Investor Reaction to Covert Corporate Political Activity
Strategic Management Journal, 2017, vol. 38, issue 12, 2424-2443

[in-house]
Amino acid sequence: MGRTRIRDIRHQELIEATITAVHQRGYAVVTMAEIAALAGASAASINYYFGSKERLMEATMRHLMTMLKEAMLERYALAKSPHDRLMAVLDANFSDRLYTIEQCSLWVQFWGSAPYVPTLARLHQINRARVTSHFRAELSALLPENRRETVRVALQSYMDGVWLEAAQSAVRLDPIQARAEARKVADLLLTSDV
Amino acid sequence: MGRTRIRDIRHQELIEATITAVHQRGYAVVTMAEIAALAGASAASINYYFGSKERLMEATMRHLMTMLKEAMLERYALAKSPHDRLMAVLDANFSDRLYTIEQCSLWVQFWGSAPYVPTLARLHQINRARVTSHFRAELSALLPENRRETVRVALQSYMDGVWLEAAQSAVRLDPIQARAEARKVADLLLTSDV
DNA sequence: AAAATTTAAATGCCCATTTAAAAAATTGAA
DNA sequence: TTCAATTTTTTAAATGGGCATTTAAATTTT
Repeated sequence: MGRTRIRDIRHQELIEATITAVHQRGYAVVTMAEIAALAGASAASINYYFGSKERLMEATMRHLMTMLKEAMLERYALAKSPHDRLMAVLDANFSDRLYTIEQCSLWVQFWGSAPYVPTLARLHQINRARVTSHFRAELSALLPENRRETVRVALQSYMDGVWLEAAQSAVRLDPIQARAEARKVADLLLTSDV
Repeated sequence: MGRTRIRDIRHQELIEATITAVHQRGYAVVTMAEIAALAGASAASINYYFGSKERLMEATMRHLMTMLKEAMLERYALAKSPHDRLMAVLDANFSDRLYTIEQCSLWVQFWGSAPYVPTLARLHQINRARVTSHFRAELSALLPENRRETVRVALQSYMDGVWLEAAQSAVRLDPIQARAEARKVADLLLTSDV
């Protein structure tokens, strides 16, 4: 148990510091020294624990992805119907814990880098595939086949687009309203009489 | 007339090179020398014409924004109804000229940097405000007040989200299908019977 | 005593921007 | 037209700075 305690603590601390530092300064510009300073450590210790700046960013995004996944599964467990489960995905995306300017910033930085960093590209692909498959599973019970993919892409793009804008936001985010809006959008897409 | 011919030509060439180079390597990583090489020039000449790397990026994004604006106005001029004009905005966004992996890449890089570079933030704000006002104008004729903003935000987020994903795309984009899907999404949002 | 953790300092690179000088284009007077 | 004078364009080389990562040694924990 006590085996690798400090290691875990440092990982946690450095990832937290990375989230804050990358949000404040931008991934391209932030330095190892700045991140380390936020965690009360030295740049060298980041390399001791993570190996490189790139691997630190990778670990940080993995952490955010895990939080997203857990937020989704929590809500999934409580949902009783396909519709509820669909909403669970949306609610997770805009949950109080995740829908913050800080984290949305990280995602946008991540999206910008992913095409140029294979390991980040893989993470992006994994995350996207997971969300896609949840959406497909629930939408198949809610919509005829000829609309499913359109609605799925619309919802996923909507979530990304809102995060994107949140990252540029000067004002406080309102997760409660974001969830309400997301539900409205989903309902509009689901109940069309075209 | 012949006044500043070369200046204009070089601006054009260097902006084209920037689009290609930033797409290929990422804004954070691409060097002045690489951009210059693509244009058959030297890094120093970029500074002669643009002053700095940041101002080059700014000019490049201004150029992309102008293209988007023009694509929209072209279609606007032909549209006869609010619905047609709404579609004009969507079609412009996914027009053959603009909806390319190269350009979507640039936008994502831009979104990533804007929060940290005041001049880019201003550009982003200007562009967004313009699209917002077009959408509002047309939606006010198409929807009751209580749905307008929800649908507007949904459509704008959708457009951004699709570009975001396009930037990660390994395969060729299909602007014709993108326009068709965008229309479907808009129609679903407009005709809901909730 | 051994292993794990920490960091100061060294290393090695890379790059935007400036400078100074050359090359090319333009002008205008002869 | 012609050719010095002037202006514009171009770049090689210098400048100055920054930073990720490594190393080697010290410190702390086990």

Research summary: Citizens United v. Federal Election Commission and subsequent developments created a covert channel for firms to allocate resources from corporate treasuries to political activity. Through the use of a financial market event study of an accidental disclosure of firms' contributions to a Republican nonprofit organization, I examine investors' reactions to covert investment in independent political expenditures. I find that, on average, contributing firms experienced positive abnormal returns around the disclosure event and that these abnormal returns were more positive for firms in heavily regulated industries as well as those previously making campaign contributions to candidates. However, firms that recently faced a shareholder resolution on political spending disclosure experienced negative abnormal returns, suggesting that the controversial nature of covert activity moderated investors' reactions. Managerial summary: The purpose of this study is to examine how investors reacted to an accidental disclosure of firms' investments in “dark money,” a new form of corporate political activity allowed by the U.S. Supreme Court in its Citizens United decision. I find that, on average, investors reacted positively toward firms identified as making these new political investments, especially if the firms previously engaged in electoral politics or operate in heavily regulated industries. However, this reaction turned negative if the firm recently faced a shareholder resolution asking that it voluntarily disclose all of its political investments. An implication for managers is that they should consider their firms' legal and information environments as fully as possible before committing resources to new and potentially controversial political tactics. Copyright © 2017 John Wiley & Sons, Ltd.
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